But if a country cuts its spendings, it can lead to declining in economy and after that to even more declining in revenues. For example, the government decides to cut high speed railway projects. This leads to factories being shutted down and workers being fired. These workers and their families cut spendings in the shops and markets and this causes the goods not being sold, so the volume of production declines and this leads to more workers being fired and the amount of taxes gathered by the state also declines. This is very simplified, but I think you got my point.

    I think that Japan doesn't need to cut spendings. It will deeper the stagnation of the economy which hasn't been doing too well for the last twenty years. It needs to reload its economy, give it new impulse. To poor in new blood in a proper manner.
     
  3. Andylusion
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    Andylusion Gold Member

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    I would disagree with that concept.

    The only time that government cuts directly lead to long term economic decline, is if the economy is socialized. So for example, Cuba which socialized nearly all of it's economy, was thus dependent on Soviet Union spending. When that income was cut, the economy in Cuba imploded. Again... because it was socialized. If the economy is socialized, and dependent on government spending, then naturally if you cut government spending, the economy is directly cut too.

    However, in a free-market Capitalist economy, that isn't the case.

    If my company sells a product across the country, and world wide, why would cutting food stamps harm my company? It would not.

    And in fact, those people who had their food stamps cut, will likely end up having to work a job to pay for food, which means that the labor force will increase, and this would benefit my company.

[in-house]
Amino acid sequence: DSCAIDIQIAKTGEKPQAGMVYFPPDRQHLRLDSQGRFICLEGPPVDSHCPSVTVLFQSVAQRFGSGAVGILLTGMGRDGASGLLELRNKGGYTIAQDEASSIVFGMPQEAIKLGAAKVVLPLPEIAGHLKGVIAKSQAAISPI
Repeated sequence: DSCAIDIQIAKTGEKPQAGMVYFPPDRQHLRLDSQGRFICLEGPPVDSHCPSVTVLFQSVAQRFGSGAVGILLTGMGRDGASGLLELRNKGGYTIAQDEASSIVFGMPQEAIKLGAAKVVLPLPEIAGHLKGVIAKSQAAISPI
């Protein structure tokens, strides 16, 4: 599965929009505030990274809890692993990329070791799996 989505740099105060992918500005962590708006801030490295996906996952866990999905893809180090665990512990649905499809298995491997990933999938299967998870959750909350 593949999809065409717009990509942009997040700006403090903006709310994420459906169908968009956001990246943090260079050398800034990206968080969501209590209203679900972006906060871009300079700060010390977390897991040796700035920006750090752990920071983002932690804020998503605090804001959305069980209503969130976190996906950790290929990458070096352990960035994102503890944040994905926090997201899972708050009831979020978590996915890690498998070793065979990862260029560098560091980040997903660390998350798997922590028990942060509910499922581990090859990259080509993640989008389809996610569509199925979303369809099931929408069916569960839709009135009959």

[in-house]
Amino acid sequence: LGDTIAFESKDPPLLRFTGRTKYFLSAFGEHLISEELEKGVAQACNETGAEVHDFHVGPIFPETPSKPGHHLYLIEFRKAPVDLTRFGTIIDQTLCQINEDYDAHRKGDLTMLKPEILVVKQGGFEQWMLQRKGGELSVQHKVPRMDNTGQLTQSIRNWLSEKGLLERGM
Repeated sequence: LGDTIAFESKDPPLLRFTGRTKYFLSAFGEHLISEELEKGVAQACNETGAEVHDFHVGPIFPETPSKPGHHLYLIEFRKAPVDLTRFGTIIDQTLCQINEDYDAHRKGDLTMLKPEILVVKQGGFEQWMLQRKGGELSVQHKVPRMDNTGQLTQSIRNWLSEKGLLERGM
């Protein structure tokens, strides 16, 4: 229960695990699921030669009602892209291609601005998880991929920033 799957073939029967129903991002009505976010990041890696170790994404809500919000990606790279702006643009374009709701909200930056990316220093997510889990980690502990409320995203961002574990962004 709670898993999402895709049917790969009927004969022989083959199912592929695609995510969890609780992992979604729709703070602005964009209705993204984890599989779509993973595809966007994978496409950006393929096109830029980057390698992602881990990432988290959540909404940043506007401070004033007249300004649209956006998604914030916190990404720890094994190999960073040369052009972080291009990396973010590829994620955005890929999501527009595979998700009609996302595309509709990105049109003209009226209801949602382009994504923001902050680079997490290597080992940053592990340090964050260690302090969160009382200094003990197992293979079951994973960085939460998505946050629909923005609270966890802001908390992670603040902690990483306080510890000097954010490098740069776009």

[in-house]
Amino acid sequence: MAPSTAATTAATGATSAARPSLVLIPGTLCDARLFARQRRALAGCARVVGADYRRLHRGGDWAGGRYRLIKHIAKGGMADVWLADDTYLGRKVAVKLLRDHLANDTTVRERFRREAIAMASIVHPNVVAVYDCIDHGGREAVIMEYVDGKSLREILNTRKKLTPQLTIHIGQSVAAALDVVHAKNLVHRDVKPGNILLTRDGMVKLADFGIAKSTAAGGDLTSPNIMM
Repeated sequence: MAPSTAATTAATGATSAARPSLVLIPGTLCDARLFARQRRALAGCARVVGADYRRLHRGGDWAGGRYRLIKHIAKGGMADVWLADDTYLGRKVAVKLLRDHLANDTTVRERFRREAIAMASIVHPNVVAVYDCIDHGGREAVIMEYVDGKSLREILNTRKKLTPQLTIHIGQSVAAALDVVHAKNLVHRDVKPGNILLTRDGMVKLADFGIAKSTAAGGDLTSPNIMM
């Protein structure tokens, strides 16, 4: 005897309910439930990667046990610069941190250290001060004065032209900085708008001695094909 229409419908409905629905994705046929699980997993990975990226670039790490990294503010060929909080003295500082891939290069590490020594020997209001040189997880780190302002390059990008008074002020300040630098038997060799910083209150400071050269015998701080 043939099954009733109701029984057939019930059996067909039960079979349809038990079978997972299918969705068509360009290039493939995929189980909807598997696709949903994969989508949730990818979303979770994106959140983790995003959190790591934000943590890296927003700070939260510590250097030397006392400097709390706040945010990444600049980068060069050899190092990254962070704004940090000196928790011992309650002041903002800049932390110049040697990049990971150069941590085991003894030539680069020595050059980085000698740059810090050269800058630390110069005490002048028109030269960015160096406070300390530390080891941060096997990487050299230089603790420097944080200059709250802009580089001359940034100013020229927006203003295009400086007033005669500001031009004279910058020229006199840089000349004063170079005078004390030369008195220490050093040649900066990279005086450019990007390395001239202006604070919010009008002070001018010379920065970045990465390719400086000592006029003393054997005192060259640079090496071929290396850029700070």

Cutting government spending in a free-market capitalist economy, will result in economic growth, not decline. Now, let me clarify that I mean in the long term. In the extreme short term, you might see a slight economic decline, but it would be short, followed by growth.

    This mythology that government spending results in growth, is simply not born out in reality. It's mainly the product of people with invested interest in government spending.... such as the universities and research think tanks that gain money from government for producing pro-government research... from the specific groups that benefit from government spending (such as companies like Amtrak or Cargill and others that benefit from subsidies).... and lastly and most importantly the politicians themselves who proclaim themselves to be for the people by handing out tax dollars stolen from the people, back to the people in exchange for votes.

    However, if you simply look at the facts of history, there is scant evidence supporting this theory that gov-spending = economic growth.